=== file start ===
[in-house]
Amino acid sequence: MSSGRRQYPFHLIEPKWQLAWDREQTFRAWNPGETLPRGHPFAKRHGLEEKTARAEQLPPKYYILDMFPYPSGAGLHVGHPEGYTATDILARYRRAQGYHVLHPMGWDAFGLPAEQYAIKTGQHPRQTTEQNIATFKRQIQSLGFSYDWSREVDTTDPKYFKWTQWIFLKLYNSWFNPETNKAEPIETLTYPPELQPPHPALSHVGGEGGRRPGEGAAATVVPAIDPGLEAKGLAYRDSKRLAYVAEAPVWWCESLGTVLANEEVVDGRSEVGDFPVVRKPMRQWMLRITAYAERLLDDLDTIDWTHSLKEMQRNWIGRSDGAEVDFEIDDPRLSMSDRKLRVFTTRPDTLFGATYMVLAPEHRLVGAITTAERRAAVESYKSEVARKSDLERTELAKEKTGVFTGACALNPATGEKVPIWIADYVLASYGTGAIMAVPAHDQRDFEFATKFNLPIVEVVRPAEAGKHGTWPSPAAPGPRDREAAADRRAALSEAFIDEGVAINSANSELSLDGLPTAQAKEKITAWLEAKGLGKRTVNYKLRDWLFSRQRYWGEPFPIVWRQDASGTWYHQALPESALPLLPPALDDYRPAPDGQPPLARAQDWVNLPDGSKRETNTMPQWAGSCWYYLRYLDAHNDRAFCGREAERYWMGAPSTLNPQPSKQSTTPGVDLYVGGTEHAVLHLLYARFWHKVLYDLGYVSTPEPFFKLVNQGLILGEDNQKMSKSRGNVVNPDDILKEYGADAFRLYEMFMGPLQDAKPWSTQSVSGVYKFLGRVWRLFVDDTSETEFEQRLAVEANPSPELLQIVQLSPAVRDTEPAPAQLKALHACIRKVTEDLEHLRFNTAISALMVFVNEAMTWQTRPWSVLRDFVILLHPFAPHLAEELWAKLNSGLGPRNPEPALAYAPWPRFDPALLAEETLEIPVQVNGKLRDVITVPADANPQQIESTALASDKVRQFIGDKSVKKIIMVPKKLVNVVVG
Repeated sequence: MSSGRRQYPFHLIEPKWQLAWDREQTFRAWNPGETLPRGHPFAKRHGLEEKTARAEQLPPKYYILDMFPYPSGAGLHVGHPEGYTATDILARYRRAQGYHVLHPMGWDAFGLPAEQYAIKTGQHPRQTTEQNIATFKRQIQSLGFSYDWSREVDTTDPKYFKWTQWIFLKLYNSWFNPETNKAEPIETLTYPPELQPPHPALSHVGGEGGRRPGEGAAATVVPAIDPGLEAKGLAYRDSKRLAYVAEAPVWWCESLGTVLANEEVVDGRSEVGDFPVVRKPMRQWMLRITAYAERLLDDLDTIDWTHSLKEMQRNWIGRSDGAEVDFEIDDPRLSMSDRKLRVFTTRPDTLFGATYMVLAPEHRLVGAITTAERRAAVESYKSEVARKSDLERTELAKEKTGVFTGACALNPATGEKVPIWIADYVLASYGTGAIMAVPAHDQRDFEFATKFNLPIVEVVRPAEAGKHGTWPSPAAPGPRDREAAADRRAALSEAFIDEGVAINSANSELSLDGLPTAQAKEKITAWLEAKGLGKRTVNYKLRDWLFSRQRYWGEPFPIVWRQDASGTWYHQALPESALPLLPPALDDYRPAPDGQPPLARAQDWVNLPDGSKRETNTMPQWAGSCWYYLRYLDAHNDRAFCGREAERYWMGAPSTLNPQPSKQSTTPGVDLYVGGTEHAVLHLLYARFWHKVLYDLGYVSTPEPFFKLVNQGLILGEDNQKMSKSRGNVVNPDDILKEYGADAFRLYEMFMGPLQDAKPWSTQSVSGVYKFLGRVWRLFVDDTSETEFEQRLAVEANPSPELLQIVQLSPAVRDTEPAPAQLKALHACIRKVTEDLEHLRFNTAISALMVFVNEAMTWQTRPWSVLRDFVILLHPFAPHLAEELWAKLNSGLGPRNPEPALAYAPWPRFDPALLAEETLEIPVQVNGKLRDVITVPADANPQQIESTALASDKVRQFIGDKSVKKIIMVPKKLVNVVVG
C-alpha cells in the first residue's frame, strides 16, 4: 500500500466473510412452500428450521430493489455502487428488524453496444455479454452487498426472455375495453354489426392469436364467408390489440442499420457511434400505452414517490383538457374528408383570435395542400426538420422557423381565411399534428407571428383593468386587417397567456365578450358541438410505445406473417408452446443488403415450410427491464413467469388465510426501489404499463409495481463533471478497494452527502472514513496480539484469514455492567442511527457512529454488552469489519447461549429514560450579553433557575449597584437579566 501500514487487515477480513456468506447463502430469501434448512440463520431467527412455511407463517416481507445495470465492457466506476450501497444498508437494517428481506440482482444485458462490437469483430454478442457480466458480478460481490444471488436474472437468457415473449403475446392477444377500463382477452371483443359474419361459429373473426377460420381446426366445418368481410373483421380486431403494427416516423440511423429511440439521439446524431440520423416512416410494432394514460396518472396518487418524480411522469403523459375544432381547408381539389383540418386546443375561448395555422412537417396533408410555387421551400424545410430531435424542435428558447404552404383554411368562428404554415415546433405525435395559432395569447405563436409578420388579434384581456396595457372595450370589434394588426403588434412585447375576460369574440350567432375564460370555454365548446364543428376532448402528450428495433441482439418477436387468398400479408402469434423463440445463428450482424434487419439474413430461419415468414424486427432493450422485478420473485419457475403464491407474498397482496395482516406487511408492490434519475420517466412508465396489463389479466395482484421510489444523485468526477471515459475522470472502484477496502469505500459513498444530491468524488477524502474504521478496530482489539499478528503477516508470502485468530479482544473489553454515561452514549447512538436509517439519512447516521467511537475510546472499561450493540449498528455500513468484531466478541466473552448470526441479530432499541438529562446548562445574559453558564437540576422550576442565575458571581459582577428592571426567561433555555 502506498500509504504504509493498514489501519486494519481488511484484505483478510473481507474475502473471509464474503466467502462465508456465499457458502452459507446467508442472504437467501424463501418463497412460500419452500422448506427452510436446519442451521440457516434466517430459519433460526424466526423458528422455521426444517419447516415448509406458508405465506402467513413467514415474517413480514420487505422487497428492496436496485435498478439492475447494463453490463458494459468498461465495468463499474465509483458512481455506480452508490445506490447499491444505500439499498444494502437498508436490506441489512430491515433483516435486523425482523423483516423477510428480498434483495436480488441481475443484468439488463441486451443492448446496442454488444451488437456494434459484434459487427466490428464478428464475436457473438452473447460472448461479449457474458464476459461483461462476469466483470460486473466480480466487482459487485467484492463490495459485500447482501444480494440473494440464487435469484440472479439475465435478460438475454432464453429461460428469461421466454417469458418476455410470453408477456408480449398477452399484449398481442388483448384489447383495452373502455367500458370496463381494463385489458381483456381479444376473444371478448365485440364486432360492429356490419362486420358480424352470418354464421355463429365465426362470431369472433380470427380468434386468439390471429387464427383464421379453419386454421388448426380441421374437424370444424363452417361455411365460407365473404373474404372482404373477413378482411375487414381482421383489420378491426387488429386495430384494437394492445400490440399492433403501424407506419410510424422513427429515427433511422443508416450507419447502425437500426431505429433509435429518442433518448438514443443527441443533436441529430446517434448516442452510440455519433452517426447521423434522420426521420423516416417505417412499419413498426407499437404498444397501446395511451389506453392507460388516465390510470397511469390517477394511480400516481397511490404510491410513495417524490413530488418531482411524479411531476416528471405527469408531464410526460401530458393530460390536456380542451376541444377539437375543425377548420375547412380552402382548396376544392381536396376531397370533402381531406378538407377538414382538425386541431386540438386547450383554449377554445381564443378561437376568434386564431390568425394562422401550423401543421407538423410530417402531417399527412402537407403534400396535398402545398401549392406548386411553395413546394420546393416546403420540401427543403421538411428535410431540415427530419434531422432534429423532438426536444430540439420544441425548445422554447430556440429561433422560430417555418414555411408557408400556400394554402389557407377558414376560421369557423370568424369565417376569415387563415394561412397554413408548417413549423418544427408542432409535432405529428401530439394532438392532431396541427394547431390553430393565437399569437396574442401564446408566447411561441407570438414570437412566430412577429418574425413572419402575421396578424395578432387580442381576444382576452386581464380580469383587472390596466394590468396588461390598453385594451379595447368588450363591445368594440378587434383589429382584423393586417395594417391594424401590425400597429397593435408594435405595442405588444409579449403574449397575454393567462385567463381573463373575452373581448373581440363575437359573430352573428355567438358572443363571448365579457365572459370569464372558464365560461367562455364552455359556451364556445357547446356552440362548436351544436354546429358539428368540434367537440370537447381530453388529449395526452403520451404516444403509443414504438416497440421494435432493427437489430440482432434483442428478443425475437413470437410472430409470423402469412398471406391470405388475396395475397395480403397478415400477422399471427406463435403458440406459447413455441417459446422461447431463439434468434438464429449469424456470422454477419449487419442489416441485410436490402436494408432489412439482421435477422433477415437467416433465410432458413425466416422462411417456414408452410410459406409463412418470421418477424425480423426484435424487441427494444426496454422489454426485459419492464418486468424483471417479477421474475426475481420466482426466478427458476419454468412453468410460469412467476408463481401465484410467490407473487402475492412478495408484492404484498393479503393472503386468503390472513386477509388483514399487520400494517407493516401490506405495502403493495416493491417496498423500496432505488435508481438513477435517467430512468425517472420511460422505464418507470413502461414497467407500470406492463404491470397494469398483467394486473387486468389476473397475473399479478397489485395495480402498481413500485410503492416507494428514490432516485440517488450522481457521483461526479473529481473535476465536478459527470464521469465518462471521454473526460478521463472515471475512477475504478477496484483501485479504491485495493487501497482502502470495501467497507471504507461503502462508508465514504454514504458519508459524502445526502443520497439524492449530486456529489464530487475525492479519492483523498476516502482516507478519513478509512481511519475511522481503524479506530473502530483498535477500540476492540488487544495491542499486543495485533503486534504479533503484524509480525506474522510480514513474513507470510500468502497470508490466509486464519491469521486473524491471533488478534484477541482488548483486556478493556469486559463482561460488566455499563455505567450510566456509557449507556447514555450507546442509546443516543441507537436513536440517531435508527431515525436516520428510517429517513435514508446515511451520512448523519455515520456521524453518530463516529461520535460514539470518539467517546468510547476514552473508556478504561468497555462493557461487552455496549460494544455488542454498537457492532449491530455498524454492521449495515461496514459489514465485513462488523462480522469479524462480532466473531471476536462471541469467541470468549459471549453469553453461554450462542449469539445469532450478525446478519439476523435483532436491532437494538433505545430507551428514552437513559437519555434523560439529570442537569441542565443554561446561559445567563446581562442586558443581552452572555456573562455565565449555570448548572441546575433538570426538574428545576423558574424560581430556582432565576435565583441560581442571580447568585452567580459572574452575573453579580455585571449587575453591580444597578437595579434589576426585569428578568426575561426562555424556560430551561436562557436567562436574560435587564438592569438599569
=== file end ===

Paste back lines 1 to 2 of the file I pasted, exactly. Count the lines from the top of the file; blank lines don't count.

[in-house]
Amino acid sequence: MSSGRRQYPFHLIEPKWQLAWDREQTFRAWNPGETLPRGHPFAKRHGLEEKTARAEQLPPKYYILDMFPYPSGAGLHVGHPEGYTATDILARYRRAQGYHVLHPMGWDAFGLPAEQYAIKTGQHPRQTTEQNIATFKRQIQSLGFSYDWSREVDTTDPKYFKWTQWIFLKLYNSWFNPETNKAEPIETLTYPPELQPPHPALSHVGGEGGRRPGEGAAATVVPAIDPGLEAKGLAYRDSKRLAYVAEAPVWWCESLGTVLANEEVVDGRSEVGDFPVVRKPMRQWMLRITAYAERLLDDLDTIDWTHSLKEMQRNWIGRSDGAEVDFEIDDPRLSMSDRKLRVFTTRPDTLFGATYMVLAPEHRLVGAITTAERRAAVESYKSEVARKSDLERTELAKEKTGVFTGACALNPATGEKVPIWIADYVLASYGTGAIMAVPAHDQRDFEFATKFNLPIVEVVRPAEAGKHGTWPSPAAPGPRDREAAADRRAALSEAFIDEGVAINSANSELSLDGLPTAQAKEKITAWLEAKGLGKRTVNYKLRDWLFSRQRYWGEPFPIVWRQDASGTWYHQALPESALPLLPPALDDYRPAPDGQPPLARAQDWVNLPDGSKRETNTMPQWAGSCWYYLRYLDAHNDRAFCGREAERYWMGAPSTLNPQPSKQSTTPGVDLYVGGTEHAVLHLLYARFWHKVLYDLGYVSTPEPFFKLVNQGLILGEDNQKMSKSRGNVVNPDDILKEYGADAFRLYEMFMGPLQDAKPWSTQSVSGVYKFLGRVWRLFVDDTSETEFEQRLAVEANPSPELLQIVQLSPAVRDTEPAPAQLKALHACIRKVTEDLEHLRFNTAISALMVFVNEAMTWQTRPWSVLRDFVILLHPFAPHLAEELWAKLNSGLGPRNPEPALAYAPWPRFDPALLAEETLEIPVQVNGKLRDVITVPADANPQQIESTALASDKVRQFIGDKSVKKIIMVPKKLVNVVVG